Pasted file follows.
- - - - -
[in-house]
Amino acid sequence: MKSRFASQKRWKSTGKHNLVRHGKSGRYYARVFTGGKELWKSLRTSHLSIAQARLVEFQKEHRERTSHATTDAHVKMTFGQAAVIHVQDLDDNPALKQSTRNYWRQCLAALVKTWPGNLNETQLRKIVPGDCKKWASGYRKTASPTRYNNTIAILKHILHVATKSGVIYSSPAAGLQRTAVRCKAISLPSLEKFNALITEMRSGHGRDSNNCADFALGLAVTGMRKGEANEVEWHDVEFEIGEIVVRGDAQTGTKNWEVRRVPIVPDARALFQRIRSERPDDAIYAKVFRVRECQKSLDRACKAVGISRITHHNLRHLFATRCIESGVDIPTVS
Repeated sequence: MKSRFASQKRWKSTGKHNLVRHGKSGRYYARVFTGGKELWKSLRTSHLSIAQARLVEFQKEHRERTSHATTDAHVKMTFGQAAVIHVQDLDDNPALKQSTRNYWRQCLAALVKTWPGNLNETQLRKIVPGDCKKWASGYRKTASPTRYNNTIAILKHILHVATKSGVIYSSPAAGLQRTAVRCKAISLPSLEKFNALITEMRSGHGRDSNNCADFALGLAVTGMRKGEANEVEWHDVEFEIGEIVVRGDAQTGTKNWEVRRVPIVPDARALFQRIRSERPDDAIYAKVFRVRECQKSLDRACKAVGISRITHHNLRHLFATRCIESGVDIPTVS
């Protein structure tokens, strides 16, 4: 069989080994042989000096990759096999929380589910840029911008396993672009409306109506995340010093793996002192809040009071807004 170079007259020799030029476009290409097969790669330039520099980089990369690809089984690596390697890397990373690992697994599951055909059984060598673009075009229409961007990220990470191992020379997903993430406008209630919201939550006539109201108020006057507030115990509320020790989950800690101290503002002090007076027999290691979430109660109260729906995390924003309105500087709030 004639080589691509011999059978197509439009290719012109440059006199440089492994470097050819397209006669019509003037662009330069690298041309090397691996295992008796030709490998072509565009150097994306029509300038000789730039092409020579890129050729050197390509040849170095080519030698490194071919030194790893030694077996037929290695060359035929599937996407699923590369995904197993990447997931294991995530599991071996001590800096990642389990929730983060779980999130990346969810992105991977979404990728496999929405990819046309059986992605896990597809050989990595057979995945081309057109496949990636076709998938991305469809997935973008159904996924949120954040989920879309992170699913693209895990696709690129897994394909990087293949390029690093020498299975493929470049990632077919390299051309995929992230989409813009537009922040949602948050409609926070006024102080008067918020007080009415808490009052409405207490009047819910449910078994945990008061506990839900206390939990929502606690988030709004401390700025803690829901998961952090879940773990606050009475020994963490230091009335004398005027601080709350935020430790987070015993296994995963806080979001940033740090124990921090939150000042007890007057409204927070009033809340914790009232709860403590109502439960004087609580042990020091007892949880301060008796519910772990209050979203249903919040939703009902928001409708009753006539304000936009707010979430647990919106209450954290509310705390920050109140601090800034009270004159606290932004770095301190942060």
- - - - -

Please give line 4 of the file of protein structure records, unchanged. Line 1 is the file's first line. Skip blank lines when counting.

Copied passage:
């Protein structure tokens, strides 16, 4: 069989080994042989000096990759096999929380589910840029911008396993672009409306109506995340010093793996002192809040009071807004 170079007259020799030029476009290409097969790669330039520099980089990369690809089984690596390697890397990373690992697994599951055909059984060598673009075009229409961007990220990470191992020379997903993430406008209630919201939550006539109201108020006057507030115990509320020790989950800690101290503002002090007076027999290691979430109660109260729906995390924003309105500087709030 004639080589691509011999059978197509439009290719012109440059006199440089492994470097050819397209006669019509003037662009330069690298041309090397691996295992008796030709490998072509565009150097994306029509300038000789730039092409020579890129050729050197390509040849170095080519030698490194071919030194790893030694077996037929290695060359035929599937996407699923590369995904197993990447997931294991995530599991071996001590800096990642389990929730983060779980999130990346969810992105991977979404990728496999929405990819046309059986992605896990597809050989990595057979995945081309057109496949990636076709998938991305469809997935973008159904996924949120954040989920879309992170699913693209895990696709690129897994394909990087293949390029690093020498299975493929470049990632077919390299051309995929992230989409813009537009922040949602948050409609926070006024102080008067918020007080009415808490009052409405207490009047819910449910078994945990008061506990839900206390939990929502606690988030709004401390700025803690829901998961952090879940773990606050009475020994963490230091009335004398005027601080709350935020430790987070015993296994995963806080979001940033740090124990921090939150000042007890007057409204927070009033809340914790009232709860403590109502439960004087609580042990020091007892949880301060008796519910772990209050979203249903919040939703009902928001409708009753006539304000936009707010979430647990919106209450954290509310705390920050109140601090800034009270004159606290932004770095301190942060």